Call Me Sally

So, I’m Irish.
Actually, I’m Korirish.
Korean on my mother’s side, and Irish on my father’s.
Bit of a strange mix, to be sure.
The one thing my family has figured that the two have in common is a love of cabbage.

This love has distilled into my passion for cruciferous vegetables.
Cauliflower, cabbage, brussels sprouts (I’m eating some right now, actually, with apples and goat cheese), broccoli, bok choy, kale; pretty much a comprehensive list of my favorite vegetables.
Love me some Brassica.
Um, not that I’m here to tell you about vegetables.
That’s not really my shtick, at least not on this here blog.
Oh! What the Koreans and the Irish also both love is beer.
(Cabbage+beer sounds like the most terrible and smelly hangover in the world waiting to happen.)
So due to the fact that St. Patrick’s Day is on Sunday and my Korean grandmother is visiting, I made cake.  With beer.  
Beer cake.
With homemade Bailey’s cream sandwiched between each layer.
Yeah, it is as much of a good thing as it sounds like.
Trust me on this one. 

Now, it’s not the most traditional of Irish confections… But I’m certain it would be met with a hearty seal of approval in Ireland.
There’s browned Kerrygold butter, extra rich and nutty thanks to the higher fat content.
There’s Guinness, deep and dark, which adds a noticeable complexity to the cake.
There’s milk chocolate and coffee whipped cream, with a hefty dose of Bushmills whiskey.
There’s meringue, which actually is a well-loved Irish dessert.
Whether my ancestors are rolling in their graves, I know not.
Some fun facts about my Irish side:
“Sally,” actually, saileach, means willow in Gaelic.
There’s a barren field in Ireland called the Sally Gap- real talk, I’ve even been there.
It’s full of tumbleweeds and not much else.
Super. Exciting.
In 1908, John Sally, my great-great-grandfather, and his family immigrated to America.
Yadda yadda yadda.
Sally Gap Cake:
for the cake:
adapted from Nigella
1/2 cup Guinness
5 tablespoons Kerrygold butter (or other European butter)
3 tablespoons extra dark cocoa powder
1 cup sugar
3 tablespoons sour cream
1 egg
big honking splash vanilla extract (about 2 teaspoons)
1 cup AP flour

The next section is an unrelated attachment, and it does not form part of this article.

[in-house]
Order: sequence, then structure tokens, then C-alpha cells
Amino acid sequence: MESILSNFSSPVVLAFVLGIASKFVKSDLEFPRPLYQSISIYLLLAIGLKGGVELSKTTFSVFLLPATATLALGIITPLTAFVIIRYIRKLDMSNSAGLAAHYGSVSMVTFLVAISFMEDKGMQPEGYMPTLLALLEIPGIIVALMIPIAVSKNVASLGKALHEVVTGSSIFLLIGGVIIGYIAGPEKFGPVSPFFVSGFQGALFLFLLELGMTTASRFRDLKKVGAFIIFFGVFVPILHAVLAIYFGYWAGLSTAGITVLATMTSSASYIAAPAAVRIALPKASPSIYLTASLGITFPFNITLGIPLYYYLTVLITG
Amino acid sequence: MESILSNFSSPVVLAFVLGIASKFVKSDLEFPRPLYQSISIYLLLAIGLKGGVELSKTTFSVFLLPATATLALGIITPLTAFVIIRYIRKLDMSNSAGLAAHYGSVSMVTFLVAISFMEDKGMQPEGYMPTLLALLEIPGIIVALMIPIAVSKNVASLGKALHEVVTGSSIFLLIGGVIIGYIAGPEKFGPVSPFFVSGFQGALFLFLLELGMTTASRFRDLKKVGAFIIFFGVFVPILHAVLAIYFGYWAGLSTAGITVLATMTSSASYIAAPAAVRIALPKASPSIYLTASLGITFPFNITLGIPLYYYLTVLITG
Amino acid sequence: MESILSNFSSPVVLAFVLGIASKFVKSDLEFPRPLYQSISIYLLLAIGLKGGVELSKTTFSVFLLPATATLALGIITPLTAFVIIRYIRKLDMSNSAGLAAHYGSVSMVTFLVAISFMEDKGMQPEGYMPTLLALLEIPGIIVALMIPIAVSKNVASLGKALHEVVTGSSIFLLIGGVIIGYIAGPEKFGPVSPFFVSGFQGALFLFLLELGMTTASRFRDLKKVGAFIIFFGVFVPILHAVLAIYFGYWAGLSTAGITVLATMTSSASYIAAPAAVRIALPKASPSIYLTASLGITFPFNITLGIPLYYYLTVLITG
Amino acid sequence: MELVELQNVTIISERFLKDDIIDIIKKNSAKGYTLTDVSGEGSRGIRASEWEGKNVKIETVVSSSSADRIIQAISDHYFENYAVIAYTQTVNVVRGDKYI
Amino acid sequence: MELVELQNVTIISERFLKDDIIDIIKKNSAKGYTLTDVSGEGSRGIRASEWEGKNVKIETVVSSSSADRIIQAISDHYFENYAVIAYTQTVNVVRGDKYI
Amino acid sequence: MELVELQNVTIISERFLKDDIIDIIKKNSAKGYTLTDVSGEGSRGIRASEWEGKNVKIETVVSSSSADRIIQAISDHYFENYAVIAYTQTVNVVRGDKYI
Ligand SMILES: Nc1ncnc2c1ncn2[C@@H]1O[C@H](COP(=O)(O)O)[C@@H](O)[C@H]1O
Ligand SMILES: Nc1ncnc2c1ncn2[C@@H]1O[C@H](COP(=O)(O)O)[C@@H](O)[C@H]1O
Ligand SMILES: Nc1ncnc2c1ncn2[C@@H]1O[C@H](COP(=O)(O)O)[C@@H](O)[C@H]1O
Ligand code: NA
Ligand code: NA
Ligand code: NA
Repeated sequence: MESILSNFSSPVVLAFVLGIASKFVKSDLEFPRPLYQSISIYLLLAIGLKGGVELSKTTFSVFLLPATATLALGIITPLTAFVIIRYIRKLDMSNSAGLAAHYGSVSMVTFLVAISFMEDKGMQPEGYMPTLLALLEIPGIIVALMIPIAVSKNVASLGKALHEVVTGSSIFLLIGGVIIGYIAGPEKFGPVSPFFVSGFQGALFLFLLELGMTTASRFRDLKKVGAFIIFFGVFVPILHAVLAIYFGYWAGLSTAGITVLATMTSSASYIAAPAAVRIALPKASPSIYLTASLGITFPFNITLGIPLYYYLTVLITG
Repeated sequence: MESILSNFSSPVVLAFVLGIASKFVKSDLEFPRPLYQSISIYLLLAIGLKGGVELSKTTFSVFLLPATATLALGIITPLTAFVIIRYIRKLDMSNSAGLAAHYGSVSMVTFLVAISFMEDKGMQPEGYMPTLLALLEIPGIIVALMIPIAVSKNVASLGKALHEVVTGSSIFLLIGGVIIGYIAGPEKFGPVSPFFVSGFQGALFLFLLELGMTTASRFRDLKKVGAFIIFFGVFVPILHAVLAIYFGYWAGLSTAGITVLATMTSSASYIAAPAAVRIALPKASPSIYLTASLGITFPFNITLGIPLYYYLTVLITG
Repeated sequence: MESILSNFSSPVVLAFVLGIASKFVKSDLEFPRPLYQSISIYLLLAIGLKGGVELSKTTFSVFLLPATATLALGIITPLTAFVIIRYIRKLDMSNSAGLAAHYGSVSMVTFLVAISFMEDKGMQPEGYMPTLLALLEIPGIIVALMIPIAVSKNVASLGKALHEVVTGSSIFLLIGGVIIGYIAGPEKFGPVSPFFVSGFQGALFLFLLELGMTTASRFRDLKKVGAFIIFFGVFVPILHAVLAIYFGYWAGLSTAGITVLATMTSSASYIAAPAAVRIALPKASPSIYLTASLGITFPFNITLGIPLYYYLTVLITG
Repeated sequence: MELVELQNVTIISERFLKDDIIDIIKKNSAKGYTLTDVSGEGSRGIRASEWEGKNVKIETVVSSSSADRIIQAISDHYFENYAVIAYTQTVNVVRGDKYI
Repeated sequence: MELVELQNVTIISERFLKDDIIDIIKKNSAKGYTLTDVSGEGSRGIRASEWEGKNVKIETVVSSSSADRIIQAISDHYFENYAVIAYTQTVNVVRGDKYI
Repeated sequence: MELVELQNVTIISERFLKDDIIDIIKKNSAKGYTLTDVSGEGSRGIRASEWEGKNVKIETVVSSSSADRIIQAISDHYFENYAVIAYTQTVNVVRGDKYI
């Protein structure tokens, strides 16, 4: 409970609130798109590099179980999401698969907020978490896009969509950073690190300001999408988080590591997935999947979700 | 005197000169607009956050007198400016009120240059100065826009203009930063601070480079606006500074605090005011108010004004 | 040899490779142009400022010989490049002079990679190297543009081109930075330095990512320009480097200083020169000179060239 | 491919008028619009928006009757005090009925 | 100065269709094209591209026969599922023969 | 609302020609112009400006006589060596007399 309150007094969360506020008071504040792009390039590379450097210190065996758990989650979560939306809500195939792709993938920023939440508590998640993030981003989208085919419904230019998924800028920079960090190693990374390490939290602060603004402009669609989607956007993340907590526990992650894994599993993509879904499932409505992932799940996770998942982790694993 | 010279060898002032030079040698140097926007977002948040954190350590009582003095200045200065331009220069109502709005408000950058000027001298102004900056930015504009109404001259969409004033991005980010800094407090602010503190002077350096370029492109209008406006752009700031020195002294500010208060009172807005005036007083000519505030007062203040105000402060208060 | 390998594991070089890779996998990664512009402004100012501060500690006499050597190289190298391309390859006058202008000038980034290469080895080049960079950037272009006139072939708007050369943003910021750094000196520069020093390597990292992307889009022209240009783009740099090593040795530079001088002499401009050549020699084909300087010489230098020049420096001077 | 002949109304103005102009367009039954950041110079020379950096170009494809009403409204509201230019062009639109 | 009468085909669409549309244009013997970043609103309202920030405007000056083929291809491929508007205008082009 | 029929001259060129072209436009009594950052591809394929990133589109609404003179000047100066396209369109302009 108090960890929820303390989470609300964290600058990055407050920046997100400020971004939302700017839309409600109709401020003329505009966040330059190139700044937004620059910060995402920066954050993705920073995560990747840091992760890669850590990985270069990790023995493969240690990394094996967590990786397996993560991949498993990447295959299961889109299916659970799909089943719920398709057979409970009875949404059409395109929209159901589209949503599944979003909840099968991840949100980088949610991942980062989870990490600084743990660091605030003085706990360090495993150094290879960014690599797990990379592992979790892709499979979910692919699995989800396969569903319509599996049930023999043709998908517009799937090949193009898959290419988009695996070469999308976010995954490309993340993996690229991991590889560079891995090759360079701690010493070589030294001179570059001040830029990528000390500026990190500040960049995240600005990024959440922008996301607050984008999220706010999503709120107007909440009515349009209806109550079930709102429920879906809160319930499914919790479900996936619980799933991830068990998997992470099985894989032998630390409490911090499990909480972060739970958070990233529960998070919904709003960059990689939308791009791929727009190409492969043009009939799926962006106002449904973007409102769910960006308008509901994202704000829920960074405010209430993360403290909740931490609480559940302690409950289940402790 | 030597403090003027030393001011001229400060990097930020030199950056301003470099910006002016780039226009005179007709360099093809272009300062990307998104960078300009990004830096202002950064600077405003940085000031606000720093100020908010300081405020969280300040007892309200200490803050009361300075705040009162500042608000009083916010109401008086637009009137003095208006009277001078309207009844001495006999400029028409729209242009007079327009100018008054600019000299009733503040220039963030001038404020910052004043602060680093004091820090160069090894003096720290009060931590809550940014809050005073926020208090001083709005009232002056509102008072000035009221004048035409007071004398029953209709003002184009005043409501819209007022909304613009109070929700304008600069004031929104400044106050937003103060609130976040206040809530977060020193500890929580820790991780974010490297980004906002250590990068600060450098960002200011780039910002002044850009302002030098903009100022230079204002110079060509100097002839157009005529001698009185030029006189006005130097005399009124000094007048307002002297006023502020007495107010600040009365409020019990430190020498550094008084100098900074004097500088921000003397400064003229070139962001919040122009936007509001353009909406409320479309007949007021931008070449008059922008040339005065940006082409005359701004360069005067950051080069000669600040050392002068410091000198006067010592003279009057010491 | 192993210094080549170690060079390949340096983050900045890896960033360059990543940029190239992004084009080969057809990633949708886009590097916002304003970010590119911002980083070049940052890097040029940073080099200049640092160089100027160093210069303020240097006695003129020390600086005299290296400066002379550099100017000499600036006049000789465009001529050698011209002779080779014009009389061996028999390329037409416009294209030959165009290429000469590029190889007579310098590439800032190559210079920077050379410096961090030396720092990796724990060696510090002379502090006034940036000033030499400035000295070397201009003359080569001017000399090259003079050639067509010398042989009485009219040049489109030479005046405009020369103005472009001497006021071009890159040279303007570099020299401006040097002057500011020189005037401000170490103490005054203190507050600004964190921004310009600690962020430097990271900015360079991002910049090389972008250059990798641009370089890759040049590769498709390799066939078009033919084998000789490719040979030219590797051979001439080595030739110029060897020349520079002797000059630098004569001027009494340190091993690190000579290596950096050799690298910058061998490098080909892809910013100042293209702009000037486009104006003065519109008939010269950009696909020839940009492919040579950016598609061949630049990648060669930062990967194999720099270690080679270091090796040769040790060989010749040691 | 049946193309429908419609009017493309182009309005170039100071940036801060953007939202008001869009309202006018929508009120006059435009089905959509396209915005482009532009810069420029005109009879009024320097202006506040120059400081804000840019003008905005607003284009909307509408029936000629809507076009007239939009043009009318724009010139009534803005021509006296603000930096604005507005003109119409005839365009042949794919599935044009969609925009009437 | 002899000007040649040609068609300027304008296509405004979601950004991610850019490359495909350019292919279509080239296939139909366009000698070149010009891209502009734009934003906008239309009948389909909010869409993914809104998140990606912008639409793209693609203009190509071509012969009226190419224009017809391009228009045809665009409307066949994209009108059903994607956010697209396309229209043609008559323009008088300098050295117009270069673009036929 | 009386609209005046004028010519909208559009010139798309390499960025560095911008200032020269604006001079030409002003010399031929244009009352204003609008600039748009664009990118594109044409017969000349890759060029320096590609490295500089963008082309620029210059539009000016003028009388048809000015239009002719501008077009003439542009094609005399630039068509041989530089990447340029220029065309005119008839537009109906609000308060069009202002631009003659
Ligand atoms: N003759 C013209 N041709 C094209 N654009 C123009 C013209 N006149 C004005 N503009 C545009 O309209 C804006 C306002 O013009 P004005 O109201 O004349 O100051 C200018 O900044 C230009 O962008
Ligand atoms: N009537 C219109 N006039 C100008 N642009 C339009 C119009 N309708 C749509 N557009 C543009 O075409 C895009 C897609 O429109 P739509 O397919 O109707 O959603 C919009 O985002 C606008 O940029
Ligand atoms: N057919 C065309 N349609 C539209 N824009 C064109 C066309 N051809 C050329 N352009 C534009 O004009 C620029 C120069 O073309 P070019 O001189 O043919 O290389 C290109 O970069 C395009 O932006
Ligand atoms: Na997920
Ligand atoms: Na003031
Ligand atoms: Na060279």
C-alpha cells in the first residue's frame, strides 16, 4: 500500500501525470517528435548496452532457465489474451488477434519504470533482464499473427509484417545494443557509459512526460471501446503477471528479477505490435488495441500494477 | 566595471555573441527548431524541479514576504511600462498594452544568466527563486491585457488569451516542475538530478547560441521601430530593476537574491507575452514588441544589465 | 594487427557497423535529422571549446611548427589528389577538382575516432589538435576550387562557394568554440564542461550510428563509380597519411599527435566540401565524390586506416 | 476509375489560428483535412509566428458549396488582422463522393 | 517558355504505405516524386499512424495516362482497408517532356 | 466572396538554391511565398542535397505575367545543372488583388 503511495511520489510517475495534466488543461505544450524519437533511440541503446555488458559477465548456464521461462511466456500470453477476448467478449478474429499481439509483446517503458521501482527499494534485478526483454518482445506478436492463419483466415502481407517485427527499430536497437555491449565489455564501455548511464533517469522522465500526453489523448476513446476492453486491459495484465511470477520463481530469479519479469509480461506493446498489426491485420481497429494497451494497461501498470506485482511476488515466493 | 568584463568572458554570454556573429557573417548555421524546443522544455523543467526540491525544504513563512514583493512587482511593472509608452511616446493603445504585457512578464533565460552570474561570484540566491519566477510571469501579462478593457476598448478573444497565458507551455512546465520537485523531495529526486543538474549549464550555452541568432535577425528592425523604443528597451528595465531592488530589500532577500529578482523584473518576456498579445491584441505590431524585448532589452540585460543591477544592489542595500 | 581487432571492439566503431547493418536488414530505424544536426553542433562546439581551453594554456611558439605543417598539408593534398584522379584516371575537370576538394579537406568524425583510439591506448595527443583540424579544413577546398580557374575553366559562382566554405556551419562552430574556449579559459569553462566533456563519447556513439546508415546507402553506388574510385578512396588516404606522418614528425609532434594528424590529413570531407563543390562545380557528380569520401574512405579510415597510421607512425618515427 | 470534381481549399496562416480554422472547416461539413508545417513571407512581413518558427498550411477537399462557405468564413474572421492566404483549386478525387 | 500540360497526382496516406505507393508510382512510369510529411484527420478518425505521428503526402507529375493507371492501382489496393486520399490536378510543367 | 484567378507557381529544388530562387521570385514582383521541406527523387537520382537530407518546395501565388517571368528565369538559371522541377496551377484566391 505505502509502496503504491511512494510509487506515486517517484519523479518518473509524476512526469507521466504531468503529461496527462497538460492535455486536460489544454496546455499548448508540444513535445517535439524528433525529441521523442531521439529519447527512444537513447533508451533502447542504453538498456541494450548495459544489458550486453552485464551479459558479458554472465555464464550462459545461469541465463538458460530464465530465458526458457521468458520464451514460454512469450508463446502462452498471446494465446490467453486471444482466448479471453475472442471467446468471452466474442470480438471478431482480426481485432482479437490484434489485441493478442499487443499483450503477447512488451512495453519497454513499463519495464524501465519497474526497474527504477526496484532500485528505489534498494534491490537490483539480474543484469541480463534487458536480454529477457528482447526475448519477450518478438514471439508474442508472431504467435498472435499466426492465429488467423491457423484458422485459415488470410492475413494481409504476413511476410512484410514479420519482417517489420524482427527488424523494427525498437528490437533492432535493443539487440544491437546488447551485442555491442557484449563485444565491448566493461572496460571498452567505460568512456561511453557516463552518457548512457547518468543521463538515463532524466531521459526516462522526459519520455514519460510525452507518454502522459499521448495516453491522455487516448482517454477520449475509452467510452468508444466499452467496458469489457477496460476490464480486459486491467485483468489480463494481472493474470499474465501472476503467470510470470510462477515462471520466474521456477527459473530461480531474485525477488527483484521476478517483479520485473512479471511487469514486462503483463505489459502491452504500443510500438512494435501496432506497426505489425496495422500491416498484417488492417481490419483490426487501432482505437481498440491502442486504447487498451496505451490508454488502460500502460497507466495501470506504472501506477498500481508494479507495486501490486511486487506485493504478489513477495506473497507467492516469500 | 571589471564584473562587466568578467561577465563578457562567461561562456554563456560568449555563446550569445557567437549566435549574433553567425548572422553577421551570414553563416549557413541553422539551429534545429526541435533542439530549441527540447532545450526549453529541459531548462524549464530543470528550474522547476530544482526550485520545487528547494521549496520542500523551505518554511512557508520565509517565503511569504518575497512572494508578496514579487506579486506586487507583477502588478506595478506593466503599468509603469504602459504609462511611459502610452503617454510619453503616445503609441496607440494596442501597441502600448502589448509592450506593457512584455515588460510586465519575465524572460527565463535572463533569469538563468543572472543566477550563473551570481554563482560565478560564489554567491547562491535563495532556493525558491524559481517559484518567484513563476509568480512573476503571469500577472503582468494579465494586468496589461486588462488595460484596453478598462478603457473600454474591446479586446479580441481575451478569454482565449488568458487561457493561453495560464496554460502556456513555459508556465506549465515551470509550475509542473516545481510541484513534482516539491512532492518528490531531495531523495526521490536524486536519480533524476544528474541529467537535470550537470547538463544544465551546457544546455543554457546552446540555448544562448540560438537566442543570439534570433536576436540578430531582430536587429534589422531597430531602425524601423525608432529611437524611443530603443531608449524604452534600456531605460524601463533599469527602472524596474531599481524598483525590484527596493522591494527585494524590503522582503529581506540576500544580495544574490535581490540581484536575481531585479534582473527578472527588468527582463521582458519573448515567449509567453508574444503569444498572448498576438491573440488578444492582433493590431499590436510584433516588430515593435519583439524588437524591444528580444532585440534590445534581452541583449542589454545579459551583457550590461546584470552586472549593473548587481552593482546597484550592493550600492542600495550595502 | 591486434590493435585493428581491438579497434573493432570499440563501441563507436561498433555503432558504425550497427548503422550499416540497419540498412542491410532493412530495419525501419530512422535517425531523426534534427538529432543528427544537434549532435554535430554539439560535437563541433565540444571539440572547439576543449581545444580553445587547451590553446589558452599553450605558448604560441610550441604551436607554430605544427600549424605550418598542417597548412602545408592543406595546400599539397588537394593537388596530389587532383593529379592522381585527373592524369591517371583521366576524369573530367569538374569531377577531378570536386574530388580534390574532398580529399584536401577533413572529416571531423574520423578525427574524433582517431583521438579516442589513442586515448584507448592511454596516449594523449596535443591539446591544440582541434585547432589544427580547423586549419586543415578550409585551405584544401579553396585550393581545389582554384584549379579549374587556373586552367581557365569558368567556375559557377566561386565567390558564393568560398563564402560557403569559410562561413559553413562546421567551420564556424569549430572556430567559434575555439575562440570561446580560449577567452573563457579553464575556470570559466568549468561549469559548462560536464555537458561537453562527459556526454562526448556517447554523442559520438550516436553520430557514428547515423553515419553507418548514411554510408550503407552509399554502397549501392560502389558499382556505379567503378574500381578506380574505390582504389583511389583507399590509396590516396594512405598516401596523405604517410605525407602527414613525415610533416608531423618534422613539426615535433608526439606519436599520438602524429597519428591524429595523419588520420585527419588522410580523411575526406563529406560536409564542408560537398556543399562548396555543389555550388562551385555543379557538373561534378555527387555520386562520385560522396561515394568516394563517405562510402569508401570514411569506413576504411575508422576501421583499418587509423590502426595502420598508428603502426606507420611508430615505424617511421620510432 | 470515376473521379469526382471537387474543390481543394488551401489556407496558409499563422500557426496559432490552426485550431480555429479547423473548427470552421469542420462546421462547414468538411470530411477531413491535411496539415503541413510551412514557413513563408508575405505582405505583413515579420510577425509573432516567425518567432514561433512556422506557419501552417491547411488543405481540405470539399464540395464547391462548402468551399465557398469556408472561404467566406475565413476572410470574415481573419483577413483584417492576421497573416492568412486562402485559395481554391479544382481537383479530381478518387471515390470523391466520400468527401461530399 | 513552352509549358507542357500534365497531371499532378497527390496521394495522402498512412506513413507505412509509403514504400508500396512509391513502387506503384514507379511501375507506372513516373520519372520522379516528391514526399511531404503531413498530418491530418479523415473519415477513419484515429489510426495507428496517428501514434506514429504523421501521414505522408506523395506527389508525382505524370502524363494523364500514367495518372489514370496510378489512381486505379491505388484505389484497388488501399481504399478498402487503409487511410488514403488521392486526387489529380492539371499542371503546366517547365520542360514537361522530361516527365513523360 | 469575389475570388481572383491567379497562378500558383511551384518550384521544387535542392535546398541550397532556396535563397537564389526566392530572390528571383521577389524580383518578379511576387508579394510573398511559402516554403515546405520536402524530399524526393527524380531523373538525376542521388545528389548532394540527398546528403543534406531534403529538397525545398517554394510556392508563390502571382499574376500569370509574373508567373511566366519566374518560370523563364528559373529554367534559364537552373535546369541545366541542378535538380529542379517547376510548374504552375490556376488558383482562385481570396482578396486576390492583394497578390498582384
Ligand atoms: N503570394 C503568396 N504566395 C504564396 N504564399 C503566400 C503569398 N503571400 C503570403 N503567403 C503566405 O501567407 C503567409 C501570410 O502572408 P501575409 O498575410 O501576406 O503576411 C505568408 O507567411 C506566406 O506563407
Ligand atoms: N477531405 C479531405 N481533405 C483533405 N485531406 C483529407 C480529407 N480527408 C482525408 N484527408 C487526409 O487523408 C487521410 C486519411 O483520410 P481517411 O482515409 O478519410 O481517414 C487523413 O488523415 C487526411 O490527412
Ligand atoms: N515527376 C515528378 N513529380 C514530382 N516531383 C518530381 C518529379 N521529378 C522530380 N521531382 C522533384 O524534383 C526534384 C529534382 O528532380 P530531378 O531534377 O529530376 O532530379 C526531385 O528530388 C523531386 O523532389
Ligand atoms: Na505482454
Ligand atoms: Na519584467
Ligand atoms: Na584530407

1 1/4 teaspoons baking soda
Preheat oven to 350 degrees F.
Grease and flour two 6-inch pans (I suspect 1 shallow 9- or 10- inch would work as well, but I’m not promising anything).
Brown the butter in a large saucepot.  
Once it is fragrant and nutty, stir in the Guinness.  
Allow to cook for 30 seconds, then remove from heat.  
Stir in the sugar and cocoa powder.  
Add the sour cream and vanilla and whisk well; add in the egg while whisking.  
Dump the flour and baking soda on top of the wet ingredients (flour first), then whisk them in until a smooth batter forms.  
Pour into prepared pans; bake for 35-38 minutes, until risen and firm to the touch; a toothpick should come out CLEAN (this is an extremely moist cake and if underbaked will be gooey).
for the mock Bailey’s cream filling:
1 1/4 cups heavy cream
1/4 teaspoon gelatin
1 small bar (I used regular ole Hershey’s) milk chocolate, melted
1 teaspoon espresso powder
pinch salt
2 splashes Irish whiskey
Sprinkle the gelatin over the cream and allow to sit for 1 minute.
Mix the cream with the espresso powder and salt, and whip to stiff peaks.
Add in the whiskey and milk chocolate and mix until fluffy and homogeneous. 
for the chocolate frosting:
4 ounces bittersweet chocolate, melted and cooled slightly
2 sticks of butter
2 cups confectioners’ sugar
pinch salt
2 teaspoons vanilla
1/4 cup cream
Put everything in a food processor and pulse until homogeneous.
for the Swiss meringue:
1 egg white
1/4 cup sugar
Put the white and sugar in a metal mixing bowl and place over a pan of simmering water.
Heat, whisking all the while, until mixture reaches 160 degrees F.
Remove from heat and whip on high until a stiff meringue forms, about 5 minutes.
Use immediately, as meringue will harden sooner than later.
Torch after decorating, if desired. 
to assemble:
Torte the two layers; fill each with 1/3 of the bailey’s cream.
Frost the outside of the cake with the chocolate frosting; to smooth, use a warmed knife.
Mound the meringue in the center and torch it.
For the cleanest cuts, chill the cake slightly before cutting.

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